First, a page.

- Parent Category: News
- Category: Location News
- Published on Thursday, 02 May 2013 13:44
- Written by Valentina I. Valentini
When you think of the southeastern tip of Long Island, N.Y., you may picture seaside mansions along pristine beaches and top-down convertibles with bopping preppy teens. But the Suffolk County Film Commission wants you to know that there’s more to southeast Long Island than the Hamptons. “We’ve got architecture from the 1700s through the late 1800s,” says Michelle Isabelle-Stark, director of the Suffolk County Office of Film and Cultural Affairs. “We’ve got maritime assets, of course, but we’ve also got the only decommissioned nuclear power plant that has never been powered up, so it can be used for filming; The Dictator shot there (pictured left). [And] we don’t just offer the ocean and beautiful beaches, but we have lakes, ponds and rivers.” Long Island also boast parks, courthouses, jails, municipal buildings and an airport, which are all available at a much lower cost than in New York City. And with state tax incentives, Suffolk County gives a finishing grant of $6,000 when a production’s principal photography is completed there.
Isabelle-Stark currently has a strategy to lure a pipeline of low-budget independent films (anywhere from $30,000 to $5 million). These productions are attractive precisely because of their limited budgets, which require them to stay in one location during principal photography. It’s preferable to have a production shoot in Suffolk County for 15 to 19 days instead of a second unit crew for a major blockbuster that might only shoot one day. “Of course, we want [blockbusters] as well, but we don’t have to market to them,” says Isabelle-Stark. “They know we’re here and they know what we offer.” So to nab productions that don’t know anything about Long Island other than the iconic Hamptons, Isabelle-Stark attends the Tribeca Film Festival (TFF), Hamptons Film Festival and Stony Brook Film Festival to tell producers, directors and funders about filming in Suffolk County.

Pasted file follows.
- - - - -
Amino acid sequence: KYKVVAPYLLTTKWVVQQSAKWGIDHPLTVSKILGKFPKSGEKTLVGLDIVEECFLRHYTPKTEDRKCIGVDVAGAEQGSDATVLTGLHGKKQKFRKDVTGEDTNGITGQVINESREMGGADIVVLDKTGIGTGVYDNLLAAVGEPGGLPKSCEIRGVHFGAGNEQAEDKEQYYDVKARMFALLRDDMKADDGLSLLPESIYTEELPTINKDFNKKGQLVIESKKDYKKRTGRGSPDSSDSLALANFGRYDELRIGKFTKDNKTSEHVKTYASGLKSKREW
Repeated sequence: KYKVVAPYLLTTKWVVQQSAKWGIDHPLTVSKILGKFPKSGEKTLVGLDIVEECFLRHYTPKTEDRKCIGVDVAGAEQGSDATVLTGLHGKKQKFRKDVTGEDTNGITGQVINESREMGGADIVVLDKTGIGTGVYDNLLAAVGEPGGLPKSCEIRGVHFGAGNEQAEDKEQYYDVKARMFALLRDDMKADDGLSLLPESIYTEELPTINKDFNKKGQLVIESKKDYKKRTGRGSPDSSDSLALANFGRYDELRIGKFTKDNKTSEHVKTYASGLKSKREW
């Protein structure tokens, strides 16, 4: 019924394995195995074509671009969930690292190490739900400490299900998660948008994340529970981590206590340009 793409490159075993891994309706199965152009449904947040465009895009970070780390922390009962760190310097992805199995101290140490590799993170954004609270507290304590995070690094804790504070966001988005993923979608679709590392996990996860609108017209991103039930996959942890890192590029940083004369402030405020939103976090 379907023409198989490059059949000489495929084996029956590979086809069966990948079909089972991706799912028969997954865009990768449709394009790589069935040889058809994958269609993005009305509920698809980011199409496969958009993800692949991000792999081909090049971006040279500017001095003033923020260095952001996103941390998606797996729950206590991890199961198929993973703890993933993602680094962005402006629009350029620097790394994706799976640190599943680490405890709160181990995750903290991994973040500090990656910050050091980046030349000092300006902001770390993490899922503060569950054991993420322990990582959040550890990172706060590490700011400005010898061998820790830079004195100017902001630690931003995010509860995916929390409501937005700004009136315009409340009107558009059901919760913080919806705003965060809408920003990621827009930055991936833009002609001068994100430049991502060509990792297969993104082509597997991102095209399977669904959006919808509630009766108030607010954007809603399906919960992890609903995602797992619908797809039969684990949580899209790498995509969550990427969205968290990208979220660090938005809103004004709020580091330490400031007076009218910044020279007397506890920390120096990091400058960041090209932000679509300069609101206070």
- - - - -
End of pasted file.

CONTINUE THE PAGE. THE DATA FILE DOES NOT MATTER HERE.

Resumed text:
At the TFF, Isabelle-Stark usually connects with one to four people each year, and that she makes sure to sustain those relationships over time. “This year so far we’ve shot four independent films and those connections come from film festivals like [TFF],” says Isabelle-Stark. “One of those films includes Fool’s Day, which got into the TFF and Cannes, and is [Dee Snider’s son] Cody Blue Snider’s second short film. I’d met him while he was still in high school, and now he’ll hopefully become an ambassador for Suffolk County as he and his short film venture out into the industry.”
Long Island has a long history of nurturing innovative filmmakers, including Hal Hartley (Trust, Simple Men, Henry Fool), Fred Carpenter (The Blue Lizard), Michael Cuesta (L.I.E., Twelve and Holding), Alexandra Brodsky (Bittersweet Place) and Julian Schnabel (Basquiat, Before Night Falls, The Diving Bell and the Butterfly). The Suffolk County Film Commission recently produced First Exposure, a film and video screening series. The objective of the project is to introduce the public to the work of emerging independent filmmakers from across Long Island by presenting their films in local theaters and visual art spaces. “We love working with these indie writer-directors,” says Isabelle-Stark. “They are so invested and know how to run lean. Running lean like that creates that discipline and creative impulse that they had to make the film in the first place. And we try and match that by making their lives easier by dealing with permitting and other logistics, so they can focus on making their film.”